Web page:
Shale Gas and Oil: Many Pros for US Manufacturing Companies

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Source: New York Times

Continued from Part Two.

Mikhail Korchemkin, an independent commentator on the gas industry, is quoted as saying in this FT article Gazprom needs to export gas at a price of about $14 per 1 million Btu (MMBtu) by 2020 to afford the investments in its pipelines.

But the current average spot price in Europe is already about $10 per MMBtu, while sales in the US are even cheaper at $3.50 per MMBtu.

“They would reach a point of no return,” Korchemkin says. “Gazprom could reach a time when it’s permanently in the red,” potentially leading to a break-up of the firm. Unthinkable a couple of years ago, but now openly discussed as a result of the impact of shale gas.

What about closer to home? Will shale oil and gas result in a bonanza for US manufacturing and free up consumers to spend more on the back of cheap energy prices?

For a time, yes. The infrastructure to export shale gas as liquefied natural gas (LNG) is almost non-existent at the moment, but several projects are in the pipeline, and as exports rise the domestic price will become closer to the world price. In addition, as more gas-fired power stations are built, demand will rise and with it domestic shale gas prices.

Nevertheless US prices are likely to remain at a discount to world prices for many years to come. The US will win in another way; the country operates a current account deficit with the rest of the world in large part because of oil imports. As oil imports have fallen this year, so has the deficit — imports up to August were the lowest since 1998, in part due to lower oil imports.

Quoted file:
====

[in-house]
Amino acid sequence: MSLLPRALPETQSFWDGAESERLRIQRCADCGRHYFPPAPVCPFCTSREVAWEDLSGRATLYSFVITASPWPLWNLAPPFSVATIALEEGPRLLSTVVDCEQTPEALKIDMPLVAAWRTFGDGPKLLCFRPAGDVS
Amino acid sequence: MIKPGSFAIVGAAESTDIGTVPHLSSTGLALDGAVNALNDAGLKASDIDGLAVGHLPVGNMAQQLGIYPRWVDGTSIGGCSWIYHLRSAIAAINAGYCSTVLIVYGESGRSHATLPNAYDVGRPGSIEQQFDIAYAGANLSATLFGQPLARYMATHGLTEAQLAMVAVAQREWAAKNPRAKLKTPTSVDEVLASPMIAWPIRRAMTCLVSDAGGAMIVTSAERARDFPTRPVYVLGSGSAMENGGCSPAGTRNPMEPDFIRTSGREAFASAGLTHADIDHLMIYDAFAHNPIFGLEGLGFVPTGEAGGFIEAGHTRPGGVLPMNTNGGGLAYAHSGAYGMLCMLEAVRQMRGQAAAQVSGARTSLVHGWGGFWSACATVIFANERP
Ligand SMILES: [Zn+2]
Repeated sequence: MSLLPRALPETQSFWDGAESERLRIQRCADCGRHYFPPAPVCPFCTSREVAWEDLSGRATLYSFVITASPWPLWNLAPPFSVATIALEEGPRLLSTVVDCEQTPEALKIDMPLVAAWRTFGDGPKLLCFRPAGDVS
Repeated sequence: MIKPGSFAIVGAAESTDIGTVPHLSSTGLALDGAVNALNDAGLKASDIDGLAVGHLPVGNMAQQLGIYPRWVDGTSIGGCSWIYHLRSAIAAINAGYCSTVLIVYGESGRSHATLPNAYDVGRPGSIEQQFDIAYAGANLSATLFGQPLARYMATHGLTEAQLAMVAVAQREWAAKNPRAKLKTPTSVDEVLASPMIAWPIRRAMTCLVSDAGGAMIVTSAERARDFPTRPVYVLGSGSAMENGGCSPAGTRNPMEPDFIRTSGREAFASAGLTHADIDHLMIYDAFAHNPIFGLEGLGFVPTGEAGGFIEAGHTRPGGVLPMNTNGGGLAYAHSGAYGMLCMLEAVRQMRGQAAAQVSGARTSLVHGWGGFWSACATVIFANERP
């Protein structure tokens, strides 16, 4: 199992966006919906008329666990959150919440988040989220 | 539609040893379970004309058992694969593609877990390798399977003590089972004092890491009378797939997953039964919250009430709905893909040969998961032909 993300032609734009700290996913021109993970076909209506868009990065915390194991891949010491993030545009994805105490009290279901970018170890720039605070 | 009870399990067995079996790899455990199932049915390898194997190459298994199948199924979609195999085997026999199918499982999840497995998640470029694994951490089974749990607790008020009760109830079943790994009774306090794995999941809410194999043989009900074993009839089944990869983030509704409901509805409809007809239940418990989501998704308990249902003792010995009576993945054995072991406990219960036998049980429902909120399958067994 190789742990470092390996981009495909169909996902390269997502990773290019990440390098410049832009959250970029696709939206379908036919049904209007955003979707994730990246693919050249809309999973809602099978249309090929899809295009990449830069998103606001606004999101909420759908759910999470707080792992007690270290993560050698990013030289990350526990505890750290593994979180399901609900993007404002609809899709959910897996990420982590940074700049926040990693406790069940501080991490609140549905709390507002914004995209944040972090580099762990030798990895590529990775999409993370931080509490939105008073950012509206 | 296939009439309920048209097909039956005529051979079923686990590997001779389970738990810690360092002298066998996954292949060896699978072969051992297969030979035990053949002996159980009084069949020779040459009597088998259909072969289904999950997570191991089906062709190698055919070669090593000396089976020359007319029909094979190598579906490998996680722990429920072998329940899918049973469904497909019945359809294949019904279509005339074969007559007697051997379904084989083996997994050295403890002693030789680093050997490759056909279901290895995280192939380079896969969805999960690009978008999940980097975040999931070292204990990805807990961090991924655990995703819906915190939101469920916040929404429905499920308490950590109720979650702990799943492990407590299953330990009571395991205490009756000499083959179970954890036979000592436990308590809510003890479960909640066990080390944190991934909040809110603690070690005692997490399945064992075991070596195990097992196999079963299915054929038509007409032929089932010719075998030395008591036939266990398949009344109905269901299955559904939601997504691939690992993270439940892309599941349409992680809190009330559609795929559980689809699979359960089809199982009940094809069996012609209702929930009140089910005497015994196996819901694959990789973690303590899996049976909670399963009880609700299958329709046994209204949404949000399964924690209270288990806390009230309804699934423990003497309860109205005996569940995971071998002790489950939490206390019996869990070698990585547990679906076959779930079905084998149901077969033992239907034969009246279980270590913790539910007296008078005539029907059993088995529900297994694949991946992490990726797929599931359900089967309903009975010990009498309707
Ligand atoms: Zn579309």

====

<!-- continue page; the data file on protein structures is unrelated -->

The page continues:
On the flip side, a stronger current account means a stronger dollar, according to James Mackintosh on the FT’s Short View, which would not help US exporters of manufactured goods.

So on balance, shale oil and gas have much to offer the US.

It will probably usher in a prolonged period of energy supply independence — if not price independence.

It will reduce the demands made on the country’s military to police areas of the world it would probably rather not police.

It will provide, at least for a number of crucial years crawling out of the current crisis, access to cheaper energy relative to the rest of the world, which will benefit manufacturers and consumers.

And it will continue to provide a source of employment — so far estimated at 1.75 million — that is sorely needed in an economy that is not producing anywhere near enough new jobs for its rising population.

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